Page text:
By Sam Coates
Washington Post Staff Writer
Thursday, August 11, 2005
Forget tax cuts, the abortion issue and whether they wear the American flag as a lapel pin. We have, it appears, a new way of distinguishing Republicans from Democrats, at least in the federal city.
It emerged last week, without fanfare, at an annual gathering of young Republicans, from Tim Goeglein, White House deputy director of public liaison.
Working under Deputy Chief of Staff Karl Rove, Goeglein spends his time trying to mollify various conservative groups, and then transmitting concerns and demands to President Bush. As a political high-wire artist, he knows how difficult it is to distill the different strands of conservatism into a single idea or theory.
While addressing more than 200 Republican students aiming to be tomorrow's leaders and federal highfliers last Friday at George Washington University, the White House official managed just that.
Goeglein recalled a dinner party that he and his wife recently attended in Northwest. Out of the six couples around the table, Goeglein and his wife were the only Republicans.
As is inevitably the case, he said, the conversation soon turned to the couples' children -- most 5 or 6 years old -- and aspirations for their future occupations. One parent said editor; another, publisher; a third wanted the child to go into education.
"I was intrigued by the question, and the answers of every one of our Democratic friends," Goeglein said. Not one parent, he said, gave an answer that would be more typical of Republicans. "Our party, in the way it is constituted, we think of medicine, we think of law, we think of business. We don't think, gee, I hope my son grows up to be a great playwright or painter or poet," he explained.
Whether a future government employee, a bureaucrat, would win the approval of a GOP parent, he did not say.
Author Mark Helprin, who considers himself a conservative, agrees. "Of course, you would have to be insane to hope your child grows up to be a playwright or poet. Given the odds, you would have to be quite cavalier about your children's future."
He recalled that at one point, a million people reported to the IRS that they were writers. Helprin believes only 50 to 100 people at a time can be successful in that occupation.
Helprin's father was deeply upset when his son became a fiction writer because it was a "difficult" career that can lead to an unfulfilled life. But his father's fears proved baseless: Helprin has written a string of successful novels and two decades' worth of articles for the New Yorker, for which he has won a number of prizes including the Prix de Rome and the National Jewish Book Award.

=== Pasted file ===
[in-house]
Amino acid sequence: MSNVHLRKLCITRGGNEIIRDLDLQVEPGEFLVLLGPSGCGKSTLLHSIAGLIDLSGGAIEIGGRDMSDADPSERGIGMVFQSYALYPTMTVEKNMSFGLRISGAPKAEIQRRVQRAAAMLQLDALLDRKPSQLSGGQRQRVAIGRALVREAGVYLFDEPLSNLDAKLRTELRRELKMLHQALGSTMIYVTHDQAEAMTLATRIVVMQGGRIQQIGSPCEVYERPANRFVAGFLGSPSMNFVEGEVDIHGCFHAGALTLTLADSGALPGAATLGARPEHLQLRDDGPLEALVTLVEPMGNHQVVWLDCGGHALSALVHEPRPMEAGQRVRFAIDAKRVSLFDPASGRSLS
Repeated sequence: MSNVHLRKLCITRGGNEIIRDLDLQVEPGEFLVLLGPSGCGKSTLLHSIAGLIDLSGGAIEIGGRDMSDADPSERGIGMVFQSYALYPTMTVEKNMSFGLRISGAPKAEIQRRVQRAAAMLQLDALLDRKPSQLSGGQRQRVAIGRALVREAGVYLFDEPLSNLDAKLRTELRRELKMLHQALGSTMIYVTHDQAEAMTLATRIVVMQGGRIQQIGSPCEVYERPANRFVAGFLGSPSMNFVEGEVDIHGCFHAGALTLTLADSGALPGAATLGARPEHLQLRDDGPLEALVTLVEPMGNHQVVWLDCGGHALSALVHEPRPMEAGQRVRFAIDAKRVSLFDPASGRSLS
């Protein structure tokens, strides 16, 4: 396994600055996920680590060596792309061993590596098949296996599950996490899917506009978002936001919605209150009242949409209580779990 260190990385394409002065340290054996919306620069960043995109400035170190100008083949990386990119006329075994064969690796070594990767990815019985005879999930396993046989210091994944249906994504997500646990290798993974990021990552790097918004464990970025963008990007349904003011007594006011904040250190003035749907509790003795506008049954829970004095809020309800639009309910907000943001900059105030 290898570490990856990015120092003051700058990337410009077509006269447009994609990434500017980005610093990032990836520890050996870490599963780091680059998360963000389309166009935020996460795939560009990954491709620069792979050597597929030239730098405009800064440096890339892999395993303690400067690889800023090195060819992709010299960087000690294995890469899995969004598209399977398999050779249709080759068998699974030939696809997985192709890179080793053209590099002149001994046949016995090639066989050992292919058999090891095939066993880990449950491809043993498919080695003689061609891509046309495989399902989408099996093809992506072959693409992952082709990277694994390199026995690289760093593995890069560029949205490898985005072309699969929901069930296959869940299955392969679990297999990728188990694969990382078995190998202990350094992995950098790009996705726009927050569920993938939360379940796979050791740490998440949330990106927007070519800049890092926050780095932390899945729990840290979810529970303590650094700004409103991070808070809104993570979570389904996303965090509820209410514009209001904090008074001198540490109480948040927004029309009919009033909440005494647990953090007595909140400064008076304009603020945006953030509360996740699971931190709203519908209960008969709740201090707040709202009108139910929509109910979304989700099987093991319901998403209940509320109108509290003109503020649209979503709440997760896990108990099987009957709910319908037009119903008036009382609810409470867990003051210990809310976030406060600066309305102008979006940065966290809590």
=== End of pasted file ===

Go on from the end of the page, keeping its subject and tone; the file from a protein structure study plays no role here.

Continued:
As for his offspring, one is at Harvard studying classics -- "not exactly law or medicine" -- while the other is studying public health at Johns Hopkins.
Helprin said that over the centuries the arts community embraced figures from the right of the political spectrum as well as the left. He said this is no longer true, pointing out that George Orwell and Graham Greene were both vilified when they moved to the right.
"There's a deterrent effect for Republicans from joining that community. I recently wrote an apolitical book of short stories, and I was attacked for my politics. When I wrote a book about a World War I soldier, the New York Times book review said in paragraph one that I was a Republican. They wouldn't point out that Norman Mailer is a Democrat."
Political scientists have long identified how certain professions lean toward particular political parties. According to data gathered by the Center for Responsive Politics, a nonpartisan, nonprofit research group, 69 percent of contributions from people in the television, music or film industry go to Democrats. There is no category for writers.
"A lot of people tend to vote for their economic interest. So doctors see their interests more aligned with the Republicans, believing that Democrats favor more of a standardized health care plan, while 86 percent of those in movie production give to Democrats," said Larry Noble, the center's executive director.
But what about parents' ambitions for their children? Noble said there were no data available to answer that. "That's almost too anecdotal: I know Democrats who want their kids to be doctors, and I know Republicans who are writers," he said. "I do think it's one thing to look at political contributions. So maybe it's [Goeglein's] experience or his circle."
Robert Lynch, president and chief executive of Americans for the Arts, also was not convinced by Goeglein. "I would say that it makes a great dinner anecdote, but I don't think it's true." He pointed out that congressional Republicans sided in favor of the National Endowment for the Arts when the Reagan administration was threatening to close it down.
But for Helprin, the divide remains. "The arts community is generally dominated by liberals because if you are concerned mainly with painting or sculpture, you don't have time to study how the world works. And if you have no understanding of economics, strategy, history and politics, then naturally you would be a liberal."